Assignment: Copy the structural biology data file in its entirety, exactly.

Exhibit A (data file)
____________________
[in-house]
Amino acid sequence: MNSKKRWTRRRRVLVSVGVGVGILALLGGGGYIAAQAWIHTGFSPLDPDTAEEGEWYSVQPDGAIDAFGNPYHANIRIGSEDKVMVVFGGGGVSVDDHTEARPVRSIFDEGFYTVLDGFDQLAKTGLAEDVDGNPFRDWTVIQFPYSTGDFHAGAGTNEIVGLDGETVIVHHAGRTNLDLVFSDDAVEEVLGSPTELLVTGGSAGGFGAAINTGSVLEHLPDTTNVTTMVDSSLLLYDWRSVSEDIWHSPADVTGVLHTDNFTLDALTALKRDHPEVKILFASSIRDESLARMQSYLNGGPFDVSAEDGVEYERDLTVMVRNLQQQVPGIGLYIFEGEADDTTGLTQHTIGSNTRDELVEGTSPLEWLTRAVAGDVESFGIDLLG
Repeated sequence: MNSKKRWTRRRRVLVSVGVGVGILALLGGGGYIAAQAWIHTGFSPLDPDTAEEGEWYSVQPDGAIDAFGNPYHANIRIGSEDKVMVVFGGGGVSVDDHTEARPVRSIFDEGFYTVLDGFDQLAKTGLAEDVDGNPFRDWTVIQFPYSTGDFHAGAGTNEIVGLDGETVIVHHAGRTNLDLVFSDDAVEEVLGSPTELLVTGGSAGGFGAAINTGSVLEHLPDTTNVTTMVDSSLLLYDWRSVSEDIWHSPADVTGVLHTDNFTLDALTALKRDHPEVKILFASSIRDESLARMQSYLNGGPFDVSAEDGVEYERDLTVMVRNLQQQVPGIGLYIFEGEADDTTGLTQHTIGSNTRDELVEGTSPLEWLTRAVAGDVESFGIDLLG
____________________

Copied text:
[in-house]
Amino acid sequence: MNSKKRWTRRRRVLVSVGVGVGILALLGGGGYIAAQAWIHTGFSPLDPDTAEEGEWYSVQPDGAIDAFGNPYHANIRIGSEDKVMVVFGGGGVSVDDHTEARPVRSIFDEGFYTVLDGFDQLAKTGLAEDVDGNPFRDWTVIQFPYSTGDFHAGAGTNEIVGLDGETVIVHHAGRTNLDLVFSDDAVEEVLGSPTELLVTGGSAGGFGAAINTGSVLEHLPDTTNVTTMVDSSLLLYDWRSVSEDIWHSPADVTGVLHTDNFTLDALTALKRDHPEVKILFASSIRDESLARMQSYLNGGPFDVSAEDGVEYERDLTVMVRNLQQQVPGIGLYIFEGEADDTTGLTQHTIGSNTRDELVEGTSPLEWLTRAVAGDVESFGIDLLG
Repeated sequence: MNSKKRWTRRRRVLVSVGVGVGILALLGGGGYIAAQAWIHTGFSPLDPDTAEEGEWYSVQPDGAIDAFGNPYHANIRIGSEDKVMVVFGGGGVSVDDHTEARPVRSIFDEGFYTVLDGFDQLAKTGLAEDVDGNPFRDWTVIQFPYSTGDFHAGAGTNEIVGLDGETVIVHHAGRTNLDLVFSDDAVEEVLGSPTELLVTGGSAGGFGAAINTGSVLEHLPDTTNVTTMVDSSLLLYDWRSVSEDIWHSPADVTGVLHTDNFTLDALTALKRDHPEVKILFASSIRDESLARMQSYLNGGPFDVSAEDGVEYERDLTVMVRNLQQQVPGIGLYIFEGEADDTTGLTQHTIGSNTRDELVEGTSPLEWLTRAVAGDVESFGIDLLG